Complexity of Classical Planning

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Complexity of Classical Planning. Megan Smith Lehigh University CSE 497, Spring 2007. Outline. Review Classical Planning Complexity Background Computational Complexity Main Results. Review: Classical Representation. Function-free first-order language L

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### Complexity of Classical Planning

Megan Smith

Lehigh University

CSE 497, Spring 2007

Outline
• Review Classical Planning
• Complexity Background
• Computational Complexity
• Main Results
Review: Classical Representation
• Function-free first-order language L
• Statement of a classical planning problem: P = (s0, g, O)
• s0: initial state - a set of ground atoms of L
• g: goal formula - a set of literals
• Operator: (name, preconditions, effects)
• Classical planning problem: P= (,s0,Sg)

Review: Set-Theoretic Representation
• Like classical representation, but restricted to propositional logic
• State: a set of propositions - these correspond to ground atoms
• {on-c1-pallet, on-c1-r1, on-c1-c2, …, at-r1-l1, at-r1-l2, …}
• No operators, just actions

take-crane1-loc1-c3-c1-p1

precond: belong-crane1-loc1, attached-p1-loc1, empty-crane1, top-c3-p1, on-c3-c1

delete: empty-crane1, in-c3-p1, top-c3-p1, on-c3-p1

• Weaker representational power than classical representation
• Problem statement can be exponentially larger

Review: State-Variable Representation
• A state variable is like a record structure in a computer program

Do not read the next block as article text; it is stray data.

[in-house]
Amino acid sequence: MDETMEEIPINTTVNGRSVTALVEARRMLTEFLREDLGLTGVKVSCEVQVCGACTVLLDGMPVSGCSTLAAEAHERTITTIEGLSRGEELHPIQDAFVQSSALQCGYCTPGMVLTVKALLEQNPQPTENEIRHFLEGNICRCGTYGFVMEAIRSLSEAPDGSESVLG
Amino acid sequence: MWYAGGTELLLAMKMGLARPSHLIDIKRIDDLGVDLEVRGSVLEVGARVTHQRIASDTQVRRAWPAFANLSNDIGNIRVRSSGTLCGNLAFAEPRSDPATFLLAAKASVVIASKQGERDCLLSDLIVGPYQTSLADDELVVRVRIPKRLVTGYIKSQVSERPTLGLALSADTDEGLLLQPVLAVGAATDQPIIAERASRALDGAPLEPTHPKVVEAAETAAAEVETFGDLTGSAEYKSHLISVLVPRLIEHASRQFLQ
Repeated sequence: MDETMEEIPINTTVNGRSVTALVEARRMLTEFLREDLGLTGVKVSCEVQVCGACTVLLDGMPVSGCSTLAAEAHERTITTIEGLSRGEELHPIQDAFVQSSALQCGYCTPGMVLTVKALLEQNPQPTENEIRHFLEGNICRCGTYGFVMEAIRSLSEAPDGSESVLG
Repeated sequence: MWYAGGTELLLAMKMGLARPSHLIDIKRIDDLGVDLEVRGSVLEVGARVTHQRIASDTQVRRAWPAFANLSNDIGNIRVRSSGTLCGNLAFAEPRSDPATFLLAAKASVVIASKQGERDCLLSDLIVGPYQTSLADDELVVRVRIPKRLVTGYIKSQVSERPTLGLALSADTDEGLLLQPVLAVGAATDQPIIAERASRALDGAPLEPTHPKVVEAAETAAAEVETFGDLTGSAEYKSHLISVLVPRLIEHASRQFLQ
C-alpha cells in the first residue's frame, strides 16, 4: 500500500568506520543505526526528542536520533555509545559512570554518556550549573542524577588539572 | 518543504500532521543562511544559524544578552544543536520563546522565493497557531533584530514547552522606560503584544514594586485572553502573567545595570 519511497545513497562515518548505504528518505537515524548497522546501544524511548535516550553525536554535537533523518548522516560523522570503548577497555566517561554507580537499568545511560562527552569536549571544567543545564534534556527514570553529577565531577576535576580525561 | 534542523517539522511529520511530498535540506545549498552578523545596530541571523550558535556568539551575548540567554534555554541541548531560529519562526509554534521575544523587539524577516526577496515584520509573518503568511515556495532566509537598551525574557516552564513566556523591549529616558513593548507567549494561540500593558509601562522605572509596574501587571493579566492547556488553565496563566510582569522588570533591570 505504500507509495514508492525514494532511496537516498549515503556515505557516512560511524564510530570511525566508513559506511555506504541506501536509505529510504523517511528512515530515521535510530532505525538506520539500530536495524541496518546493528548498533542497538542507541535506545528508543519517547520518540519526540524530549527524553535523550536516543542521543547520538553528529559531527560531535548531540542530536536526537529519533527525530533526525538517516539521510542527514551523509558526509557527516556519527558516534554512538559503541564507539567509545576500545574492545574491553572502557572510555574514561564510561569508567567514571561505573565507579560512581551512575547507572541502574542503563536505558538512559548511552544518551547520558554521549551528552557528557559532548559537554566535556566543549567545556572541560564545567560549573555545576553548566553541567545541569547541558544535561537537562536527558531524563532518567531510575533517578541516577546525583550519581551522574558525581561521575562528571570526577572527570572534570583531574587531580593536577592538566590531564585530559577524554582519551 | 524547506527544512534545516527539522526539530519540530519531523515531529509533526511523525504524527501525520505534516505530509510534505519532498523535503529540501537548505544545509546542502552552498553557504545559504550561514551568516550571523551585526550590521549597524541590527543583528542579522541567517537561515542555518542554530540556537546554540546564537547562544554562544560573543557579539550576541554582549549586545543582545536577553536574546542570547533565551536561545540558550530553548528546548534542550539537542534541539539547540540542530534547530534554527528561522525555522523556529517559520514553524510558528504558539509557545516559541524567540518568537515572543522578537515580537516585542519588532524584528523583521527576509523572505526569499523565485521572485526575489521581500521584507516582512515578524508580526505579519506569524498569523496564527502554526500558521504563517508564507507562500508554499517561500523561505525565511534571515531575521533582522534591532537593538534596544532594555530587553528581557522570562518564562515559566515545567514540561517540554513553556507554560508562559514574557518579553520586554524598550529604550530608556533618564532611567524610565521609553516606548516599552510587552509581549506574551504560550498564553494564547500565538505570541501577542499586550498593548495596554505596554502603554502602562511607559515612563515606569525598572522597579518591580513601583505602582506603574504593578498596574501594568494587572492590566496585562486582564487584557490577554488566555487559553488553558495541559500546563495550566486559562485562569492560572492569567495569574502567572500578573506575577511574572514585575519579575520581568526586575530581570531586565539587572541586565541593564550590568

• Instead of on(c1,c2) we might write cpos(c1)=c2
• Equivalent power to classical representation
• Each representation requires a similar amount of space
• Each can be translated into the other in low-order polynomial time
• Classical representation is more popular, mainly for historical reasons
• In many cases, state-variable representation is more convenient

Review: State-Variable Representation (cont…)

Decidability
• Decidable
• An algorithm can be written that will return “yes” if the problem is solvable and “no” if it is not
• Semidecidable
• An algorithm can be written that will return “yes” if the problem is solvable but will not return if it is not
• Undecidable
• Neither decidable nor semidecidable
Language Recognition Problems
• Utilized in complexity analyses
• Definitions:
• L – finite set of characters
• L* - set of all possible strings of characters in L
• ℒ - a language, given L and L*, ℒ may be any subset of L*
Language Recognition Problems
• Recognition procedure for ℒ :
• computational procedure p such that for every s∈L*,
• p(s) returns yes if s∈ℒ and
• p(s) does not return yes if s∉ℒ
• may return “no” or not at all
Language Recognition Problems (LR)
• Worst case running time:

Tmax(p,n,ℒ) = max{T(p,s)|s∈ℒand |s| = n}

• Worst case running space:

Smax(p,n,ℒ) = max{S(p,s)|s∈ℒand |s| = n}

• reduction of ℒ1 to ℒ2:
• deterministic procedure r: ℒ1*→ℒ2*
• such that s ∈ℒ1 iff r(s) ∈ ℒ2
Complexity Classes
• Time
• P
• NP
• EXPTIME
• NEXPTIME
• Space
• NLOGSPACE
• PSPACE
• EXPSPACE
Bounded by Time
• P – Set of all languages ℒ such that ℒ has a deterministic recognition procedure whose worst-case running time is polynomially bounded
Bounded by Time
• NP – Set of all languages ℒ such that ℒ has a nondeterministic recognition procedure whose worst-case running time is polynomially bounded
• Examples: Boolean-SAT, knapsack problem, clique problem, vertex cover problem, etc.
Bounded by Time
• EXPTIME – Set of all languages ℒ such that ℒ has a deterministic recognition procedure whose worst-case running time is exponentially bounded
Bounded by Space
• NLOGSPACE - Set of all languages ℒ such that ℒ has a nondeterministic recognition procedure whose worst-case space requirement is logarithmically bounded
Bounded by Space
• PSPACE - Set of all languages ℒ such that ℒ has a recognition procedure whose worst-case space requirement is polynomially bounded
Bounded by Space
• EXPSPACE - Set of all languages ℒ such that ℒ has a recognition procedure whose worst-case space requirement is exponentially bounded
Complexity Classes
• Given a complexity class C and a language ℒ